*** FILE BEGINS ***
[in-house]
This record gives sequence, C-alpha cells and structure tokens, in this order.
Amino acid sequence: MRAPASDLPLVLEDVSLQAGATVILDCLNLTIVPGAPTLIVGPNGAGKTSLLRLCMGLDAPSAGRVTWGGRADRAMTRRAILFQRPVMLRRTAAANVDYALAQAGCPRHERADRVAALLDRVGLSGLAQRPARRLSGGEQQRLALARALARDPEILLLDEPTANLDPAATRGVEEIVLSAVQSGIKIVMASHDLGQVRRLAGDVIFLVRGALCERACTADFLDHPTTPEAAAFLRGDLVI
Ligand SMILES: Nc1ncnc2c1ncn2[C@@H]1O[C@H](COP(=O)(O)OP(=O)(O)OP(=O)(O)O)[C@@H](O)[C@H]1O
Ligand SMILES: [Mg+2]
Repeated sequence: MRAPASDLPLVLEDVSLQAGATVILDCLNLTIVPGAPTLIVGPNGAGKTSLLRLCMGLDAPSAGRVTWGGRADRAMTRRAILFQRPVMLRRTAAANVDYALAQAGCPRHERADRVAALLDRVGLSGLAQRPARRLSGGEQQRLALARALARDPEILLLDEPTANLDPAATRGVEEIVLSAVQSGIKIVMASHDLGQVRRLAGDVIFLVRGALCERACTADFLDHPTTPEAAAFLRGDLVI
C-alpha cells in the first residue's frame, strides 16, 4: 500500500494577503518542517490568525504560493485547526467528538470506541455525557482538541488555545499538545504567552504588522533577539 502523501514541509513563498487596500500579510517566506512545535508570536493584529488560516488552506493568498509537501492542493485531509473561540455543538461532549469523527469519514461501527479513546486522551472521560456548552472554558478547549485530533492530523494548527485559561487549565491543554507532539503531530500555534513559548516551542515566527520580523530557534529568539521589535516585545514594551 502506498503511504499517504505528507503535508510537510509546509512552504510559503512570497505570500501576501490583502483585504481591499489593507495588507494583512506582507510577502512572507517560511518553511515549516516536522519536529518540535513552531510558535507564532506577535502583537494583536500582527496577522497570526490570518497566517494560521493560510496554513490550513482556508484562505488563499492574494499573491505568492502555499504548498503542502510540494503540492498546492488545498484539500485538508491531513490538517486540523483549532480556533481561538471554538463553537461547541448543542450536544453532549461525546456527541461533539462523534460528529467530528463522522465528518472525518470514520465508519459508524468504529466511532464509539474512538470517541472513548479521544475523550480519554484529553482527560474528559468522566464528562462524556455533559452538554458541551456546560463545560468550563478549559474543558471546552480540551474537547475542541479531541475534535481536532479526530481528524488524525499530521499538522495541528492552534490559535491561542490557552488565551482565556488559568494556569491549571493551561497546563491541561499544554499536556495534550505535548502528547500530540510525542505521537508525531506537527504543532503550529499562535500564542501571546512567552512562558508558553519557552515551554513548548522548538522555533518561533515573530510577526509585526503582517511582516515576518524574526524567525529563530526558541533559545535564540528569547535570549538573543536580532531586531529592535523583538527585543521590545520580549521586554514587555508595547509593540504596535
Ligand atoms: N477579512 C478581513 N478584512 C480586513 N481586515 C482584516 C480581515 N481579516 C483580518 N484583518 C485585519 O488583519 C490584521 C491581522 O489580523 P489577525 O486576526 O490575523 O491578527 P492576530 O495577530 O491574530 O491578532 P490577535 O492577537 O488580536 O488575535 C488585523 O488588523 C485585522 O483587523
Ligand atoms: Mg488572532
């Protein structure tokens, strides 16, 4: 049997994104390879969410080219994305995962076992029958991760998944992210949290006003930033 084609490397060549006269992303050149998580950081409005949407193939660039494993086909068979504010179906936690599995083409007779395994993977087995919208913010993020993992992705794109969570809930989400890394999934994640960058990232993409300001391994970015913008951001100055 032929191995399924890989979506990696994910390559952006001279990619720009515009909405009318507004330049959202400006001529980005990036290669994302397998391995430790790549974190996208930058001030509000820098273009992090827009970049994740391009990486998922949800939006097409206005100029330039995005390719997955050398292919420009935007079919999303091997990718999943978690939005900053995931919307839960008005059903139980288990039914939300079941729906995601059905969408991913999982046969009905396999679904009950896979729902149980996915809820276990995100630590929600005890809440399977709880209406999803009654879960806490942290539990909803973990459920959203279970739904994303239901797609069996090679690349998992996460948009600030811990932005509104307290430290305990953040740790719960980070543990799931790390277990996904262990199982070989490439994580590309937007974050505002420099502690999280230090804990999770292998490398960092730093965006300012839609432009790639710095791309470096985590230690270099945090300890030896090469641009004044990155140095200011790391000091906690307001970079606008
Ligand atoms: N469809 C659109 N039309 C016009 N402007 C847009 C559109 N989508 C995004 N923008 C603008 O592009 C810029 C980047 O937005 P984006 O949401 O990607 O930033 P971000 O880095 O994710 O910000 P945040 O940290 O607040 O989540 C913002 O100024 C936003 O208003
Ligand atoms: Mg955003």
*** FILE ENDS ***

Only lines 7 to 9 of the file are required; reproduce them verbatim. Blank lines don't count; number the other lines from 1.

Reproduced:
C-alpha cells in the first residue's frame, strides 16, 4: 500500500494577503518542517490568525504560493485547526467528538470506541455525557482538541488555545499538545504567552504588522533577539 502523501514541509513563498487596500500579510517566506512545535508570536493584529488560516488552506493568498509537501492542493485531509473561540455543538461532549469523527469519514461501527479513546486522551472521560456548552472554558478547549485530533492530523494548527485559561487549565491543554507532539503531530500555534513559548516551542515566527520580523530557534529568539521589535516585545514594551 502506498503511504499517504505528507503535508510537510509546509512552504510559503512570497505570500501576501490583502483585504481591499489593507495588507494583512506582507510577502512572507517560511518553511515549516516536522519536529518540535513552531510558535507564532506577535502583537494583536500582527496577522497570526490570518497566517494560521493560510496554513490550513482556508484562505488563499492574494499573491505568492502555499504548498503542502510540494503540492498546492488545498484539500485538508491531513490538517486540523483549532480556533481561538471554538463553537461547541448543542450536544453532549461525546456527541461533539462523534460528529467530528463522522465528518472525518470514520465508519459508524468504529466511532464509539474512538470517541472513548479521544475523550480519554484529553482527560474528559468522566464528562462524556455533559452538554458541551456546560463545560468550563478549559474543558471546552480540551474537547475542541479531541475534535481536532479526530481528524488524525499530521499538522495541528492552534490559535491561542490557552488565551482565556488559568494556569491549571493551561497546563491541561499544554499536556495534550505535548502528547500530540510525542505521537508525531506537527504543532503550529499562535500564542501571546512567552512562558508558553519557552515551554513548548522548538522555533518561533515573530510577526509585526503582517511582516515576518524574526524567525529563530526558541533559545535564540528569547535570549538573543536580532531586531529592535523583538527585543521590545520580549521586554514587555508595547509593540504596535
Ligand atoms: N477579512 C478581513 N478584512 C480586513 N481586515 C482584516 C480581515 N481579516 C483580518 N484583518 C485585519 O488583519 C490584521 C491581522 O489580523 P489577525 O486576526 O490575523 O491578527 P492576530 O495577530 O491574530 O491578532 P490577535 O492577537 O488580536 O488575535 C488585523 O488588523 C485585522 O483587523
Ligand atoms: Mg488572532